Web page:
Vitamin B1 (Thiamin, Thiamine) is one of 8 B vitamins, the first B vitamin discovered. All B vitamins help the body convert carbohydrates into glucose, which the body uses to produce energy, B-complex vitamins also help the body metabolize fats and protein. All B vitamins are water soluble.
All living organisms use thiamine, but it is synthesized only in bacteria, fungi, and plants. Animals must obtain it from their diet, therefore for humans it is an essential nutrient. Your body needs it to form adenosine triphosphate (ATP), which every cell of the body uses for energy.
B1 helps convert food into energy, needed for healthy skin, hair, muscles, and brain.
Thiamine deficiency has a potentially fatal outcome if it remains untreated. In less-severe cases, nonspecific signs include malaise, weight loss, irritability and confusion.
Recommended daily amount: 1.1 - 1.2 mg (~ 50 g of flaxseeds, or sesame tahini, or 100 g pine or sunflower seeds, or corn flour).
Overnutrition, a type of malnutrition, is emerging with rates of obesity and related chronic diseases associated with urbanisation, aging populations, technological development and globalisation of food supplies and industry. Billions of dollars are spent annually by the food industry to promote the consumption of highly refined, high-calorie foods with little or no nutritional value.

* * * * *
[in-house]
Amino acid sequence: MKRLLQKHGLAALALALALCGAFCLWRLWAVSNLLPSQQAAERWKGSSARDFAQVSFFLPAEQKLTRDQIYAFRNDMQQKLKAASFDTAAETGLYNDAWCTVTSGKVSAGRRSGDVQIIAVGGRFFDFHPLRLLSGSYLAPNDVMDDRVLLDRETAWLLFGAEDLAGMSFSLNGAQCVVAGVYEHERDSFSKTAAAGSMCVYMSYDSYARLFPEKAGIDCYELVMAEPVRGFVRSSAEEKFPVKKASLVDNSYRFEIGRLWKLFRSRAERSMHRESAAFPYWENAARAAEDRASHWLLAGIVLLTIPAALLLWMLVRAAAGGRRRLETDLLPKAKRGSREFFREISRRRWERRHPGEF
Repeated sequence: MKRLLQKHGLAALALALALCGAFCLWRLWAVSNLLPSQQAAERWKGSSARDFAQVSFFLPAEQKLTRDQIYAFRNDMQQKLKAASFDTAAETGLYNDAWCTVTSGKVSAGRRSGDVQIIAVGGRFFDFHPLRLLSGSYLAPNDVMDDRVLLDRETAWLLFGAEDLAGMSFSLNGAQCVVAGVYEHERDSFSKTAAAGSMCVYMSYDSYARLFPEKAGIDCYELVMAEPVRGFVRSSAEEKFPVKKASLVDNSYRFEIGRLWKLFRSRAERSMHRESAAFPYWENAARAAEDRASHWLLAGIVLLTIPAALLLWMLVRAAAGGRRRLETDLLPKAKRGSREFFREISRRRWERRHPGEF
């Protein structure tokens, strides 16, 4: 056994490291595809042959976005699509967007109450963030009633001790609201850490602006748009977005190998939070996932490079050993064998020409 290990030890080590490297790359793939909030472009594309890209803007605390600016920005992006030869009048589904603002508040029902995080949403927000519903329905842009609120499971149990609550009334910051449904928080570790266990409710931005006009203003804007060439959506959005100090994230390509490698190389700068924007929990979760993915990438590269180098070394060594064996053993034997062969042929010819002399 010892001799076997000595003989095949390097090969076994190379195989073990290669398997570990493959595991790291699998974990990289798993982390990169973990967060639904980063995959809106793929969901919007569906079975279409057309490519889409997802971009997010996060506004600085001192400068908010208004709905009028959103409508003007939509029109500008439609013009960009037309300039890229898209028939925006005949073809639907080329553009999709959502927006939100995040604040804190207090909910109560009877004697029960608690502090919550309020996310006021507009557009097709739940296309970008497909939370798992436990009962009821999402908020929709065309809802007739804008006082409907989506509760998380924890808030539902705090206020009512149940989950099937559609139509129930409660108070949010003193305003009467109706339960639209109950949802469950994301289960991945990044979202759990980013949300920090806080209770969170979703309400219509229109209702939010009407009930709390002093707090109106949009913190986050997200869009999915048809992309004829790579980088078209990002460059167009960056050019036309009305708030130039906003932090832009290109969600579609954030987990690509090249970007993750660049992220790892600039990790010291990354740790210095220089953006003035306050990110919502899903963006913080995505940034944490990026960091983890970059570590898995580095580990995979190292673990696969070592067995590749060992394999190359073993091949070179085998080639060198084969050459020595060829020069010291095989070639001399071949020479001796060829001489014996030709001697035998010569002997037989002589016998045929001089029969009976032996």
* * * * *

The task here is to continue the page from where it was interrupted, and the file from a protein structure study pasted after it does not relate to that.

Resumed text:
At least 35 million overweight children are living in developing countries and 8 million in developed countries. Children are increasingly exposed to high-fat, high-sugar, high-salt, energy-dense, micronutrient-poor foods which tend to be cheaper than healthy foods. General imbalance in energy intake compared to physical activity levels is driving the obesity epidemic. In industrialised countries, child obesity risk is associated with lower household income, women with less education, and single parent households.
Obesity is increasingly prevalent among adolescent girls and women, as access to a greater quantity of inexpensive, tasty, and convenient foods increases.
Taxation on high-calorie, low-nutrition foods can play a significant role in reducing the consumption of such products. Population-wide weight-control campaigns that raise awareness among medical staff, policy-makers and the public at large can also help to reduce obesity. Particularly important is the promotion of health literacy. Additional measures include restrictions on the marketing of unhealthy foods and sugary drinks to children, and controls on the use of misleading health and nutrition claims; mandatory front-of-pack food labelling helps consumers to identify healthier options.